The disciples of Jesus wanted to learn how He prayed and so asked Him, “Lord, teach us how to pray.” Jesus replied “When praying, pray like this, ‘Our Father in heaven… give us this day our daily bread…’”
Fr Abraham Murray SJ took this prayer to heart which ultimately led him to establish St. Alphonsus Social and Agricultural Centre (SASAC). Fr Abraham, who died in 2012, devoted his life to working with the people of West Bengal, India. He accompanied marginalized communities and highlighted their needs while always respecting their dignity. He believed that God is the Father of us all, and we are His children, irrespective of caste and creed.
We are all related to one another. The earth is our common home and we share equal rights, privileges and responsibilities. God’s kingdom implies harmonious relationships with one another and with the earth. This aspect of our Christian spirituality is beautifully spelled out by Pope Francis in his encyclical Laudato Si’. However, if God is our Father, and we are brothers and sisters in the Lord, why is there so much inequality and poverty? The preferential option for the poor tells us to treat the most vulnerable and marginalized people in our society with love, justice and kindness. This was the path Jesus took, and one SASAC follows. Our motto is “Help the poor so that the poor can help themselves.”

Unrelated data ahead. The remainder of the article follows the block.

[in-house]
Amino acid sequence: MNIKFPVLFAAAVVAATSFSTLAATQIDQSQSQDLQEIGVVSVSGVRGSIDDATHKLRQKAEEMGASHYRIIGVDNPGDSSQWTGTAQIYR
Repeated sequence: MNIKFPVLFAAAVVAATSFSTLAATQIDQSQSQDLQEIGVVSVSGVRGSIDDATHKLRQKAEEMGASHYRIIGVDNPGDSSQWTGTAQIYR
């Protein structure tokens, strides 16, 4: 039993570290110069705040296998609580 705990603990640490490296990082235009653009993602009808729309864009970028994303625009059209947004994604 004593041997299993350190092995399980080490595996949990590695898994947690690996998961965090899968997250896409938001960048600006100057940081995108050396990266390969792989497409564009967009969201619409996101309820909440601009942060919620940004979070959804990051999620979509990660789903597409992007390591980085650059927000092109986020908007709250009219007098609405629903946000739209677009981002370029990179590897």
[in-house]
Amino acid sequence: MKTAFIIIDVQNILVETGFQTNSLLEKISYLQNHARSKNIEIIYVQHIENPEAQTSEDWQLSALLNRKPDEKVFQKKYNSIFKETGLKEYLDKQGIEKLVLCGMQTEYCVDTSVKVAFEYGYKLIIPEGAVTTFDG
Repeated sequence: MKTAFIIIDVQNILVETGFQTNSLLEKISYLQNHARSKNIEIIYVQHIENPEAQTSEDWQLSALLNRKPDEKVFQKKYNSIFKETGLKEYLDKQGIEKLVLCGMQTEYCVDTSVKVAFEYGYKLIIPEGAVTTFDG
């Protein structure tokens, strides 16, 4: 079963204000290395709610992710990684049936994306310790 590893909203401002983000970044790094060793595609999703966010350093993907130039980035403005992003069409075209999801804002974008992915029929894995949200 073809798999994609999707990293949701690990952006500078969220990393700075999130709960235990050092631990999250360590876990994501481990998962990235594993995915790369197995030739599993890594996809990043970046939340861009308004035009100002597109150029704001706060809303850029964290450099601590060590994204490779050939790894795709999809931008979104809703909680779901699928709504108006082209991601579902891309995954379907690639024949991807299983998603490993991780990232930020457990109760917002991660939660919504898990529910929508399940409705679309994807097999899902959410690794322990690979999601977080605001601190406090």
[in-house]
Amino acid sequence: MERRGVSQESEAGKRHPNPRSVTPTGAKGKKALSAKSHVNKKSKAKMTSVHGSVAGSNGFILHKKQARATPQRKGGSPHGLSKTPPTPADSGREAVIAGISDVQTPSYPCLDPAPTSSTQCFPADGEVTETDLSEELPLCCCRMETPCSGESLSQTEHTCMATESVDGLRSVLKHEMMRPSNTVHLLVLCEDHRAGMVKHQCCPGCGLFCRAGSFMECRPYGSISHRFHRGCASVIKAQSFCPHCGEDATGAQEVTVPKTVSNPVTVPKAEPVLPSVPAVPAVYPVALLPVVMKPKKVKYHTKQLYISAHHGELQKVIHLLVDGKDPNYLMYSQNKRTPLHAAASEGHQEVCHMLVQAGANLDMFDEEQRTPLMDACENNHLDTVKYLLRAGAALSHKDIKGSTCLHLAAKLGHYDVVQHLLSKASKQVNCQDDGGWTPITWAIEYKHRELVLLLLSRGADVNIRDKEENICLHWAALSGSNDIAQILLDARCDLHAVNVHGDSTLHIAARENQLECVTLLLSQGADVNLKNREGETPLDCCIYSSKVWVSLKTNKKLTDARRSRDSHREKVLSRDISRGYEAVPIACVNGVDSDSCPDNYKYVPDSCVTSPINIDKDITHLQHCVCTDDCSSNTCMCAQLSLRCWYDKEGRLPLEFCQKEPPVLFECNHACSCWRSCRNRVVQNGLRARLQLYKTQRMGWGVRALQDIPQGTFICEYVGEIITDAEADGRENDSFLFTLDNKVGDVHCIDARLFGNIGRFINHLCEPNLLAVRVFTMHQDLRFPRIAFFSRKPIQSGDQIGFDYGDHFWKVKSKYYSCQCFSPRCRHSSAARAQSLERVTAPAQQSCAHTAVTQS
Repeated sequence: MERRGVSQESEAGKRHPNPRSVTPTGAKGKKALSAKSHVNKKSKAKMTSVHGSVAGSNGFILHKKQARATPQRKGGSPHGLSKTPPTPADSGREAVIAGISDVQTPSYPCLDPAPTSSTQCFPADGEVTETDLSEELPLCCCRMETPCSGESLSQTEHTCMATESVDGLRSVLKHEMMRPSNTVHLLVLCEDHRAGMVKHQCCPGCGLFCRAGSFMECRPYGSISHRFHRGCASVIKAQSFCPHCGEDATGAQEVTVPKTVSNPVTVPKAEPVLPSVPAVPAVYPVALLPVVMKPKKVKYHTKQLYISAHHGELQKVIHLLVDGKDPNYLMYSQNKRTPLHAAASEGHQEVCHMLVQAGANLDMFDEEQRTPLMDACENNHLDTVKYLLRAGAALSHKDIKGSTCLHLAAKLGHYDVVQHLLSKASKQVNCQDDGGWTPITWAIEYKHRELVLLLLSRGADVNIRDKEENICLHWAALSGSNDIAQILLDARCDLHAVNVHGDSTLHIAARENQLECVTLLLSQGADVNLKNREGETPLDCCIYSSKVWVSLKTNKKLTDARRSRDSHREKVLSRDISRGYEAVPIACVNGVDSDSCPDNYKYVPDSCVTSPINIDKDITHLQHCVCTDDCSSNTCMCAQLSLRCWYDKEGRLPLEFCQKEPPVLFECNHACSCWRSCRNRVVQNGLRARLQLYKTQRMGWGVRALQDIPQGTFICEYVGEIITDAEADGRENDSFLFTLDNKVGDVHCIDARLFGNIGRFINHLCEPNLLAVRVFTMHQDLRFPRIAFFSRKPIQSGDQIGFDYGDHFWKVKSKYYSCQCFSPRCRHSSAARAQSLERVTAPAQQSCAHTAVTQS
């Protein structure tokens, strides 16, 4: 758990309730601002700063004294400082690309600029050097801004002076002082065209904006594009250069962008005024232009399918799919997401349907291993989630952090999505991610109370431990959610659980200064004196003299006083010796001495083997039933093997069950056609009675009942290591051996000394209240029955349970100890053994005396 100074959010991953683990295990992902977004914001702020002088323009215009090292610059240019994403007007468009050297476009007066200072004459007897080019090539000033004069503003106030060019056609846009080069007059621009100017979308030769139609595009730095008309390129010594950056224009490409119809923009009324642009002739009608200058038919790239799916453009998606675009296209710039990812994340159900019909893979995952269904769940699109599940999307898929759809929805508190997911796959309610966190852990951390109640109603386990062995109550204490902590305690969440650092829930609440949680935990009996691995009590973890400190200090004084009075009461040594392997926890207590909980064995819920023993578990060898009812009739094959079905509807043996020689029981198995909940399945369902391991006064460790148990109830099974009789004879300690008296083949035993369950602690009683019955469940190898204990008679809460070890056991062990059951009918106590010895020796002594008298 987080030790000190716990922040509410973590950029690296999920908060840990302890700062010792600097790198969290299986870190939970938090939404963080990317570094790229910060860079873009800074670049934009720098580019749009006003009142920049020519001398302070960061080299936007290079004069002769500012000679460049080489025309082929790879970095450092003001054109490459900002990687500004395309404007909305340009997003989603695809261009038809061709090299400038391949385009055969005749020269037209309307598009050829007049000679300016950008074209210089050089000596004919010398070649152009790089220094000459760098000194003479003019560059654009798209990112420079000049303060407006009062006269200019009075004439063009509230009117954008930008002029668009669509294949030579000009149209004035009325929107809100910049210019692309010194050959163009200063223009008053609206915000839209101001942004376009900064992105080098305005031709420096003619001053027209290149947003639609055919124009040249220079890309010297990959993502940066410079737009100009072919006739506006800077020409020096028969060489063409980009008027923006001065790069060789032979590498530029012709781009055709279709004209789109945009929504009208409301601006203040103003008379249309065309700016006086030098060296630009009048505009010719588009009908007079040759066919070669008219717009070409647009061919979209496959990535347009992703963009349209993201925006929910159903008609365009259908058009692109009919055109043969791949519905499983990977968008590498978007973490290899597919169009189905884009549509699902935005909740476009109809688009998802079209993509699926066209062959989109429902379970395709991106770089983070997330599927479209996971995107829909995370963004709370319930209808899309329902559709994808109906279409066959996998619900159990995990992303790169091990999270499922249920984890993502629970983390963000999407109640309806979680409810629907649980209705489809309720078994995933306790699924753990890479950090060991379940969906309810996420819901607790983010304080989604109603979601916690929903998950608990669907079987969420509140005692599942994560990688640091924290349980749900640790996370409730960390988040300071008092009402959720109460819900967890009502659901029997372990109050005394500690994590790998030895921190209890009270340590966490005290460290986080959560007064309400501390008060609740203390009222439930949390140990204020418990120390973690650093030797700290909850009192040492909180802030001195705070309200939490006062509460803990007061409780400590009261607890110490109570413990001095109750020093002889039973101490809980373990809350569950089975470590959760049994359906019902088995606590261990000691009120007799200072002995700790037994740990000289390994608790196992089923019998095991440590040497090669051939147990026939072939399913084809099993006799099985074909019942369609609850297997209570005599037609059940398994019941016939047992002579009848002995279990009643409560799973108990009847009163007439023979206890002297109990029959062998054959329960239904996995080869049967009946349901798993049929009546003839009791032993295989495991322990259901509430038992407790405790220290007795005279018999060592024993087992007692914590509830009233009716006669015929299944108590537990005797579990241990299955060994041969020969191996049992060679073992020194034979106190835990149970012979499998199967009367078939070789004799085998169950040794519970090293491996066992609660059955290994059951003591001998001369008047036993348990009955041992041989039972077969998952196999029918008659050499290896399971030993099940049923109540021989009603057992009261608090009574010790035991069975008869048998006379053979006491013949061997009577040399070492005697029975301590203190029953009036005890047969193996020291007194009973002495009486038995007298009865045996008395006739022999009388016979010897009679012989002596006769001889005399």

SASAC runs programs to address the needs of our brothers and sisters, empower them and help care for our common home. Economic programs include square metre vegetable gardens (smvg), dairy farms, piggeries, mushroom cultivation, weaving, and training programs for graduates. Livelihood projects are supplemented by our educational programs: school education, coaching classes and tutorials in rural areas, vocational training, computer training, winter coaching classes and a hostel for students.
SASAC’s social programs focus primarily on medical health but also includes: good hygiene, legal aid and human rights, awareness of human trafficking and Bal Panchayat (children’s parliament).
Our environmental programs include: tree planting, social forestry, and protecting and preserving water sources. SASAC, in collaboration with the West Bengal Forest Department, plants thousands of trees every year and looks after them.
In February, we started new ventures to strengthen and expand our economic programs. One of these is bee keeping and honey production. This provides additional income to families, involves minimal training and labour, and requires no additional space. It also indirectly helps the environment through pollination. We have also started a floriculture program. Flowers and decorative plants are in high demand during festivals, and hill people love them so there is a steady market. This will also attract more visitors, both locals and tourists, to our facilities.
Finally, we have begun rabbit farming. We hope to teach people about this livelihood and provide them with animals. Rabbits multiply quickly and do not require much space. They eat everything that cows and goats eat, so no special feed is required. Rabbits can be sold in pet shops or for meat.
Fr Abraham, who had a heart for the poor, established SASAC as a strong and visible witness to the values of the Gospel. We continue to promote the wonderful work he started by supporting and respecting the dignity of the poor. We will continue to do so with God’s providence and with the support of many people of goodwill.